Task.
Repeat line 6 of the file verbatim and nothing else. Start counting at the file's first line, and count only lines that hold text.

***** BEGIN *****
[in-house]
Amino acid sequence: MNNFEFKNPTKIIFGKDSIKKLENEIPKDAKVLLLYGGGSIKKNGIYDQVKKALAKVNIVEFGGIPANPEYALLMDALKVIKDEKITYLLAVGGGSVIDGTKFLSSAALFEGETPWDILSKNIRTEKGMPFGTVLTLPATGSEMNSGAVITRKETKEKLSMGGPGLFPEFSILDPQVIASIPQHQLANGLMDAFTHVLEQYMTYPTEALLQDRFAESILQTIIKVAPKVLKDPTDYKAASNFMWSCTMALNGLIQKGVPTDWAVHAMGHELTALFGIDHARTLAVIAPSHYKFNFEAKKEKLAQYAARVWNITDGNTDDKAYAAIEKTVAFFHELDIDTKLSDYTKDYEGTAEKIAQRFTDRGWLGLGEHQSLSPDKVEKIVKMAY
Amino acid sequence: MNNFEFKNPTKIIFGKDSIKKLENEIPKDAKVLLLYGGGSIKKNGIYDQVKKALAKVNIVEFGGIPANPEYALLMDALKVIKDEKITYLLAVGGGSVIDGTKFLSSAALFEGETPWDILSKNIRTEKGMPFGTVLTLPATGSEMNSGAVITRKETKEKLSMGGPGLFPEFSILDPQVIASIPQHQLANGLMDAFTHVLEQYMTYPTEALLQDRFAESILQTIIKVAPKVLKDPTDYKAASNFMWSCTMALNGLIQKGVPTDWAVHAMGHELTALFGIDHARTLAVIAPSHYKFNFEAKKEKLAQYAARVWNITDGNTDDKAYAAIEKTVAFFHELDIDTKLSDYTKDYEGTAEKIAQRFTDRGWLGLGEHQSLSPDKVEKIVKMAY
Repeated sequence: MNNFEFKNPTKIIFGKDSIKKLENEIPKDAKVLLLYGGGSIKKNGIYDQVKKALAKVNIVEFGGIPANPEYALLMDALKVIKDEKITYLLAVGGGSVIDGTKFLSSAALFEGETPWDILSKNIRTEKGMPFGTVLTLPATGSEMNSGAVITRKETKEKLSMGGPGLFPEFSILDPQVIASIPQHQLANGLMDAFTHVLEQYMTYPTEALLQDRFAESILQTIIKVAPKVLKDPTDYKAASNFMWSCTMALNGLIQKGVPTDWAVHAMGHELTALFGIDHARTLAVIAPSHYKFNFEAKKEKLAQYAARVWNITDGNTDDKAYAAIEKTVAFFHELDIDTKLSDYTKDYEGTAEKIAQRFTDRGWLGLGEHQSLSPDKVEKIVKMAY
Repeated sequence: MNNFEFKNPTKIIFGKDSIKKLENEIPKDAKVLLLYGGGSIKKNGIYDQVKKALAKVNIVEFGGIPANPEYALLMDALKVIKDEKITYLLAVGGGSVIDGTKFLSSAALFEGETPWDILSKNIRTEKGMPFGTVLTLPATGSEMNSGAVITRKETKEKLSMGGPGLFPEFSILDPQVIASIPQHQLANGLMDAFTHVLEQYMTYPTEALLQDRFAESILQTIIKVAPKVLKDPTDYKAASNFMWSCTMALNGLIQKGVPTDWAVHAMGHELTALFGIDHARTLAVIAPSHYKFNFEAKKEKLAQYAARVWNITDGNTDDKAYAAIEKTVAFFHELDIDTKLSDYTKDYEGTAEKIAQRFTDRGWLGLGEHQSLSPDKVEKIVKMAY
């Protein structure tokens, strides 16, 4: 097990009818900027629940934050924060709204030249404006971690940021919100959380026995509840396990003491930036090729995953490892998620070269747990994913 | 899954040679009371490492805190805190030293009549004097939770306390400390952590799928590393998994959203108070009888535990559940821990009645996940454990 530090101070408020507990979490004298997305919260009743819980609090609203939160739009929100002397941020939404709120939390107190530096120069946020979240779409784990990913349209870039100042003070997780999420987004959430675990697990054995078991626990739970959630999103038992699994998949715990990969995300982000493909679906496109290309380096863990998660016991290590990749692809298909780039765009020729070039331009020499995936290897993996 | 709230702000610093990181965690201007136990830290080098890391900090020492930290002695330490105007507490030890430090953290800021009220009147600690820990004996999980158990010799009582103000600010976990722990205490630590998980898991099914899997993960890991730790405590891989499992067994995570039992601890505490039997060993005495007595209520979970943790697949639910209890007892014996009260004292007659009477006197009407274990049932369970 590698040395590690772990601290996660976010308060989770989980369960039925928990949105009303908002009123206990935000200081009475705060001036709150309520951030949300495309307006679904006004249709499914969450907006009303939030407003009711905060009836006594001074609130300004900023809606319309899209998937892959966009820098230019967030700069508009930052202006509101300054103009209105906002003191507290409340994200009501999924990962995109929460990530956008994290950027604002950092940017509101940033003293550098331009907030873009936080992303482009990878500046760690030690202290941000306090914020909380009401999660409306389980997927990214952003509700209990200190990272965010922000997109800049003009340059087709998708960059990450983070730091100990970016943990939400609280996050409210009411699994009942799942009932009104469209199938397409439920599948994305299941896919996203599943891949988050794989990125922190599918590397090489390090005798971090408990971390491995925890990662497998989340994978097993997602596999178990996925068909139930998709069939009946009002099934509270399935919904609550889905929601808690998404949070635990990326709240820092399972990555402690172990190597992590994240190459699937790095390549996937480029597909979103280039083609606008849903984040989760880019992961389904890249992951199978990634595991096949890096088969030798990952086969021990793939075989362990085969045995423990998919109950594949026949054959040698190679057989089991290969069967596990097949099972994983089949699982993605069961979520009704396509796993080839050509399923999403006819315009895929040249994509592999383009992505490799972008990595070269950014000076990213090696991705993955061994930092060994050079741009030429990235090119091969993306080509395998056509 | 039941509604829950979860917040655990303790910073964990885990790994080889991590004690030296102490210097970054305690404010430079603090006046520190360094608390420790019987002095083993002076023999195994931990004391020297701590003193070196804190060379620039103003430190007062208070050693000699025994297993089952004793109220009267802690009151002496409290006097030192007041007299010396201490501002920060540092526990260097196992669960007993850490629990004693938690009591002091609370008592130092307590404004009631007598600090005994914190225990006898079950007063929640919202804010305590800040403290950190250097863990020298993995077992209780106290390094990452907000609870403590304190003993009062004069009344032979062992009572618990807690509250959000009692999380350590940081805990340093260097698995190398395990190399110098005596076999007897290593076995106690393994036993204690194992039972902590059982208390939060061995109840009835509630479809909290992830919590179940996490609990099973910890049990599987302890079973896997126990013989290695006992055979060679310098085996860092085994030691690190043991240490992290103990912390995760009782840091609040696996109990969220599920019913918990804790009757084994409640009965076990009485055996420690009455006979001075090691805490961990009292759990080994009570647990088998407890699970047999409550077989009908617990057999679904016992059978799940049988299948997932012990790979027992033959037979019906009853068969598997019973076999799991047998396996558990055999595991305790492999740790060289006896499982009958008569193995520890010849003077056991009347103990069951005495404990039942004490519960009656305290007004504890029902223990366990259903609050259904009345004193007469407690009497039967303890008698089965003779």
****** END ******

């Protein structure tokens, strides 16, 4: 097990009818900027629940934050924060709204030249404006971690940021919100959380026995509840396990003491930036090729995953490892998620070269747990994913 | 899954040679009371490492805190805190030293009549004097939770306390400390952590799928590393998994959203108070009888535990559940821990009645996940454990 530090101070408020507990979490004298997305919260009743819980609090609203939160739009929100002397941020939404709120939390107190530096120069946020979240779409784990990913349209870039100042003070997780999420987004959430675990697990054995078991626990739970959630999103038992699994998949715990990969995300982000493909679906496109290309380096863990998660016991290590990749692809298909780039765009020729070039331009020499995936290897993996 | 709230702000610093990181965690201007136990830290080098890391900090020492930290002695330490105007507490030890430090953290800021009220009147600690820990004996999980158990010799009582103000600010976990722990205490630590998980898991099914899997993960890991730790405590891989499992067994995570039992601890505490039997060993005495007595209520979970943790697949639910209890007892014996009260004292007659009477006197009407274990049932369970 590698040395590690772990601290996660976010308060989770989980369960039925928990949105009303908002009123206990935000200081009475705060001036709150309520951030949300495309307006679904006004249709499914969450907006009303939030407003009711905060009836006594001074609130300004900023809606319309899209998937892959966009820098230019967030700069508009930052202006509101300054103009209105906002003191507290409340994200009501999924990962995109929460990530956008994290950027604002950092940017509101940033003293550098331009907030873009936080992303482009990878500046760690030690202290941000306090914020909380009401999660409306389980997927990214952003509700209990200190990272965010922000997109800049003009340059087709998708960059990450983070730091100990970016943990939400609280996050409210009411699994009942799942009932009104469209199938397409439920599948994305299941896919996203599943891949988050794989990125922190599918590397090489390090005798971090408990971390491995925890990662497998989340994978097993997602596999178990996925068909139930998709069939009946009002099934509270399935919904609550889905929601808690998404949070635990990326709240820092399972990555402690172990190597992590994240190459699937790095390549996937480029597909979103280039083609606008849903984040989760880019992961389904890249992951199978990634595991096949890096088969030798990952086969021990793939075989362990085969045995423990998919109950594949026949054959040698190679057989089991290969069967596990097949099972994983089949699982993605069961979520009704396509796993080839050509399923999403006819315009895929040249994509592999383009992505490799972008990595070269950014000076990213090696991705993955061994930092060994050079741009030429990235090119091969993306080509395998056509 | 039941509604829950979860917040655990303790910073964990885990790994080889991590004690030296102490210097970054305690404010430079603090006046520190360094608390420790019987002095083993002076023999195994931990004391020297701590003193070196804190060379620039103003430190007062208070050693000699025994297993089952004793109220009267802690009151002496409290006097030192007041007299010396201490501002920060540092526990260097196992669960007993850490629990004693938690009591002091609370008592130092307590404004009631007598600090005994914190225990006898079950007063929640919202804010305590800040403290950190250097863990020298993995077992209780106290390094990452907000609870403590304190003993009062004069009344032979062992009572618990807690509250959000009692999380350590940081805990340093260097698995190398395990190399110098005596076999007897290593076995106690393994036993204690194992039972902590059982208390939060061995109840009835509630479809909290992830919590179940996490609990099973910890049990599987302890079973896997126990013989290695006992055979060679310098085996860092085994030691690190043991240490992290103990912390995760009782840091609040696996109990969220599920019913918990804790009757084994409640009965076990009485055996420690009455006979001075090691805490961990009292759990080994009570647990088998407890699970047999409550077989009908617990057999679904016992059978799940049988299948997932012990790979027992033959037979019906009853068969598997019973076999799991047998396996558990055999595991305790492999740790060289006896499982009958008569193995520890010849003077056991009347103990069951005495404990039942004490519960009656305290007004504890029902223990366990259903609050259904009345004193007469407690009497039967303890008698089965003779």